Why Deliveroo hidden charges can add £12 to your bill
A study by Which? has exposed the hidden costs of food delivery apps, with some delivery services costing up to 44% more than ordering the same food in a restaurant.
Researchers at Which? looked at the costs of ordering meals for between two to four people from five restaurants and cafes, both directly and on food delivery sites Deliveroo, UberEats and Just Eat.
Across the five restaurants, ordering via a takeaway app proved 23% (£7.14) more expensive on average than ordering directly from the restaurant.
Orders on Deliveroo were the most expensive overall, costing an average of 31% (£9.91) more per order than ordering directly from the restaurant. UberEats orders cost an extra 25% (£7.93), while JustEat orders were only 7% (£1.56) more expensive.
The most expensive order was a £43.94 Deliveroo takeaway from a burrito and taco restaurant, which cost 44% (£12.29) more than ordering directly from the restaurant. Even before adding delivery and service charges, the cost of the food was 26% (£8.30) more.
Food costs more on apps
Prices on apps are generally set by restaurants. However, restaurants often increase the price of items when bought through the apps to cover the service fees that the apps charge them. Ordering directly from the restaurant also does not incur the delivery charges that ordering from a delivery app does.
For restaurants forced to close during lockdown, the apps offered a lifeline to keep their businesses open. However, a number of the restaurants investigated told Which? they had to raise their prices in the apps to account for the commissions of between 15 and 35% they have to pay the delivery services. Costs vary between apps, with each one charging different service and delivery fees.
The apps say their commissions are essential for running the service – for example, insurance, paying delivery riders, customer services, and services offered to restaurants.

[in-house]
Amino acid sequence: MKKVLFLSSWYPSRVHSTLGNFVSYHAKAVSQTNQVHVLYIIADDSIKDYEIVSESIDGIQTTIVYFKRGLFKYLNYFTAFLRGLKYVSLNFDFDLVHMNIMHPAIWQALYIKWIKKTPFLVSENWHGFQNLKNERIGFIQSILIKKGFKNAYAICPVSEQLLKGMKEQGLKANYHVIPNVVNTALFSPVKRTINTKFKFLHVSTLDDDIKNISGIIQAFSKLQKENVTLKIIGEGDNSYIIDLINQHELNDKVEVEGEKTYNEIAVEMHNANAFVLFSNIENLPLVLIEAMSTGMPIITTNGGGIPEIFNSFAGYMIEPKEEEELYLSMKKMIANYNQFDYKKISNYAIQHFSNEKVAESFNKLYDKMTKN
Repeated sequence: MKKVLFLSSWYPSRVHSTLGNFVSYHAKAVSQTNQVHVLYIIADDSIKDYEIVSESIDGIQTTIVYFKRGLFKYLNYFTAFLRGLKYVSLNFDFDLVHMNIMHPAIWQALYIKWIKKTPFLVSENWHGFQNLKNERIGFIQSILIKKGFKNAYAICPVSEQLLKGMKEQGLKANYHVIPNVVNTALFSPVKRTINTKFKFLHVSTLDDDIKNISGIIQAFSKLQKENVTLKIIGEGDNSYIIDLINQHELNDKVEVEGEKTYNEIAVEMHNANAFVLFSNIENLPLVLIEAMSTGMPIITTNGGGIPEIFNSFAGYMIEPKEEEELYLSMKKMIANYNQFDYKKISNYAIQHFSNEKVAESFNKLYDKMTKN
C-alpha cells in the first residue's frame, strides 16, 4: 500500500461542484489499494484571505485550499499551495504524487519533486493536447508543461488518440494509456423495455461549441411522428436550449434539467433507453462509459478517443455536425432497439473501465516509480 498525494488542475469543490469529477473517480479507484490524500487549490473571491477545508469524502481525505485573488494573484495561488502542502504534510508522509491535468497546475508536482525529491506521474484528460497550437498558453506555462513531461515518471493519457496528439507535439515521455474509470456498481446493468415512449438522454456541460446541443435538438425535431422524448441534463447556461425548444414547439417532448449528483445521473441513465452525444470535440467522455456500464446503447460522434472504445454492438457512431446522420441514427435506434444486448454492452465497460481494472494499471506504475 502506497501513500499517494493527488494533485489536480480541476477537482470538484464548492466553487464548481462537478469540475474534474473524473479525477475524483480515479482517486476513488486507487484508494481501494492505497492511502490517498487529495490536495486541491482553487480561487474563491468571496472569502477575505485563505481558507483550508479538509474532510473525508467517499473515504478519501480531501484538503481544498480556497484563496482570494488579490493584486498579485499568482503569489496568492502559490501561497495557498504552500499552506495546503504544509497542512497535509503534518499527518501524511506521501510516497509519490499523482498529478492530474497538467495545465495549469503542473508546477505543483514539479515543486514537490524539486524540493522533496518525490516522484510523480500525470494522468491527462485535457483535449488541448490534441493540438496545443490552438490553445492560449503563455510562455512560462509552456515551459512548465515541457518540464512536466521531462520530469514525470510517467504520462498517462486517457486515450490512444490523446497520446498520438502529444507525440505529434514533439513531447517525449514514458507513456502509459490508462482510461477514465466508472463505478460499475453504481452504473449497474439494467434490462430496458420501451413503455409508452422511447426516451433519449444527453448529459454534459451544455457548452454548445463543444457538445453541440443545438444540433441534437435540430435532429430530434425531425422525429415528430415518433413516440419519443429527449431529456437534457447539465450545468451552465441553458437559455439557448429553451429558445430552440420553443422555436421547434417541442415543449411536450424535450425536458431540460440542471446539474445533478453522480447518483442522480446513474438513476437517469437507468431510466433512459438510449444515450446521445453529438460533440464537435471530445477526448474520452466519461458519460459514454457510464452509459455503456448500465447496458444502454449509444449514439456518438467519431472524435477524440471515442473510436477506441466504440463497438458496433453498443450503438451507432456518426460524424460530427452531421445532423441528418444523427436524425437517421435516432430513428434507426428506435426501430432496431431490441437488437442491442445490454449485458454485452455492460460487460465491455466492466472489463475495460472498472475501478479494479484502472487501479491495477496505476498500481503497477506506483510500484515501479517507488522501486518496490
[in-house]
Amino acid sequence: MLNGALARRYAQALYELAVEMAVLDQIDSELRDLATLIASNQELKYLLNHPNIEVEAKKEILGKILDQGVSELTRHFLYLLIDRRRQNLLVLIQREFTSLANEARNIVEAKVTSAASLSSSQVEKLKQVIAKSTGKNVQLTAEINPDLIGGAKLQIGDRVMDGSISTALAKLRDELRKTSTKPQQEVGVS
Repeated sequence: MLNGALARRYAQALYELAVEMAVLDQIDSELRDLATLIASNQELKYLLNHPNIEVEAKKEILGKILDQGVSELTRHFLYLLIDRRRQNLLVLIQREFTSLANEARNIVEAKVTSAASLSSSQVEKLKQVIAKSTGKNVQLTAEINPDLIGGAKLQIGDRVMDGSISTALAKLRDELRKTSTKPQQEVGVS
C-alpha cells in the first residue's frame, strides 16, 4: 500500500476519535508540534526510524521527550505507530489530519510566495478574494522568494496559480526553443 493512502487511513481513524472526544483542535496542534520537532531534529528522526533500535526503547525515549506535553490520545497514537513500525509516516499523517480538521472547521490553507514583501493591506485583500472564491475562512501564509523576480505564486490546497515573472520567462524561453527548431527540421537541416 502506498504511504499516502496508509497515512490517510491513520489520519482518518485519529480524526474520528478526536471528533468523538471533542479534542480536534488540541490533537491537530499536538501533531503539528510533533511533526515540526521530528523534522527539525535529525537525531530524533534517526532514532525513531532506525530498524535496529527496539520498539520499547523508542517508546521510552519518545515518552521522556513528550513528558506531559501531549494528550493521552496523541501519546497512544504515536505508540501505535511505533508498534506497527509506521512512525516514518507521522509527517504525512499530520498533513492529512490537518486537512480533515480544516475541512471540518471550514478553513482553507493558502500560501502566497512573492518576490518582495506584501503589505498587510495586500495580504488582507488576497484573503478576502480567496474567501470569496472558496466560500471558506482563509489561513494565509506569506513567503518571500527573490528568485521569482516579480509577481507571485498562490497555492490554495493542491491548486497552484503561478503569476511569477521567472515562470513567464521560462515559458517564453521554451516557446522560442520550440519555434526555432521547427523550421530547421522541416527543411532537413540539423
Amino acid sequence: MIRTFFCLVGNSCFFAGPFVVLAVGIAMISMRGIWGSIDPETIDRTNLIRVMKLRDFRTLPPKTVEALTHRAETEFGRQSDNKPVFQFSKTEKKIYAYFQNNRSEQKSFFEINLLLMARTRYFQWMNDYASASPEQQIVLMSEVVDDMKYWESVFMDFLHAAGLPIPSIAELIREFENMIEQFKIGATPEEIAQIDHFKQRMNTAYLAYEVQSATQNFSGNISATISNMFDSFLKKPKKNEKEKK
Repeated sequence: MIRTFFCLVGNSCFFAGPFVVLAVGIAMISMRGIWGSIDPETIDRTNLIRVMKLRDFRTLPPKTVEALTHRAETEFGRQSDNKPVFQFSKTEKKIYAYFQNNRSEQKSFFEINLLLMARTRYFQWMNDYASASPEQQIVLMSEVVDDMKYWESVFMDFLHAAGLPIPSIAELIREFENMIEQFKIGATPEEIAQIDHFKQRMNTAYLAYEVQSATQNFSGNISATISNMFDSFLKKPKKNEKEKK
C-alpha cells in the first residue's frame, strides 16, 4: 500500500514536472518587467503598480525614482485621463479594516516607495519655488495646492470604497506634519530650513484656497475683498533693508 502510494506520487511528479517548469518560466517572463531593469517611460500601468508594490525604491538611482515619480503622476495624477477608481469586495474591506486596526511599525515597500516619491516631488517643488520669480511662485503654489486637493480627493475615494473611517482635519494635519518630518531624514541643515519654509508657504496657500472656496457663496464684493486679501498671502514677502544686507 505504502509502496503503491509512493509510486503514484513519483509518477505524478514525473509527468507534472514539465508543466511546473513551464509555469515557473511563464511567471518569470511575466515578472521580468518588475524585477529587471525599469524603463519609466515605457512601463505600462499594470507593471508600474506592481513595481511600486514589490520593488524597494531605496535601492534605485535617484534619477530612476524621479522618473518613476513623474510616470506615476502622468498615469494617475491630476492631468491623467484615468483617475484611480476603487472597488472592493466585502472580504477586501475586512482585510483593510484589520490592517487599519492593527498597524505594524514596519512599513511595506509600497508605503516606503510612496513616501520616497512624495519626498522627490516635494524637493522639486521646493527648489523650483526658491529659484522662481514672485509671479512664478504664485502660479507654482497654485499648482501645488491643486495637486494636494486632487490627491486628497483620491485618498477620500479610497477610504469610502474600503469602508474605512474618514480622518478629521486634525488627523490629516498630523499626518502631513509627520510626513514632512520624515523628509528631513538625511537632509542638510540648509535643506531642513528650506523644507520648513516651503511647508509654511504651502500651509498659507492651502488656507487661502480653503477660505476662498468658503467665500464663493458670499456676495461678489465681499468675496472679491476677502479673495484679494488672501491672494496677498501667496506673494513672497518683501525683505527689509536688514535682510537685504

Food deliveries up during lockdown
During the pandemic, people’s use of food delivery apps increased as consumers looked online for their weekly takeaway or grocery shopping. Consumers may not be aware that they are paying these higher prices if they have not visited the restaurant themselves.
In Which?’s survey of more than 2,000 UK adults, more than half (56%) of people told the consumer champion they had used delivery apps for takeaways or groceries.
About six in 10 people told Which? they used takeaway apps at least monthly pre-pandemic, compared with seven in 10 now. JustEat was the most widely used app, with two in five (39%) adults choosing it compared with a quarter (26%) for UberEats and one in five (20%) for Deliveroo.
Issues with food orders
Which? also found that customers frequently have problems with orders and often find there is no way to effectively complain or put things right when this happens.
The most common issues with deliveries were late arrival, cold food and missing items. Others reported ruined items, as well as orders not turning up.
Six in 10 (59%) Deliveroo users surveyed told Which? they had a problem in the past 12 months, while more than half (53%) UberEats and JustEat (53%) customers reported having an issue with an order.
The most common resolution for UberEats customers was being offered a cash refund, but Deliveroo and JustEat users were more often offered credit or a voucher in the app. Some of these credits and vouchers come with expiry dates, and if consumers are not regular users, they could lose their money.
JustEat said customers are asked to apply the credit to their account within 30 days, after which they are able to use it indefinitely.
Of those who had a problem, more than half (53%) of Deliveroo customers and two in five JustEat (46%) and UberEats (42%) customers found it difficult to complain the last time something went wrong, according to Which?’s survey. Only about half of those who did complain were happy with how it was resolved.
Getting a refund
Which? believes food delivery apps should make the responsibilities of the restaurant and app clearer so customers are not at risk of losing out if things go wrong.
If a customer is due a refund, consumer law states that they should get it in the same way they paid out originally, unless they agree otherwise. Customers do not have to accept credit or a voucher in the app if they paid with their own credit or debit card.
Adam French, Which? consumer rights expert, said: “Next time you fancy a takeaway, you should be aware that the undoubted convenience offered by a delivery app comes with a hidden additional cost. If something goes wrong with your order, you might also find yourself caught between the restaurant and the app.
“Food delivery apps should do more to make the responsibilities of the restaurant and themselves clear so consumers are not caught between the two if there’s a problem with their order.
“If customers are owed a refund for a delivery which has gone wrong, they should remember they may be entitled to a cash refund under consumer law – they don’t have to accept credit or a voucher if it isn’t what they want.”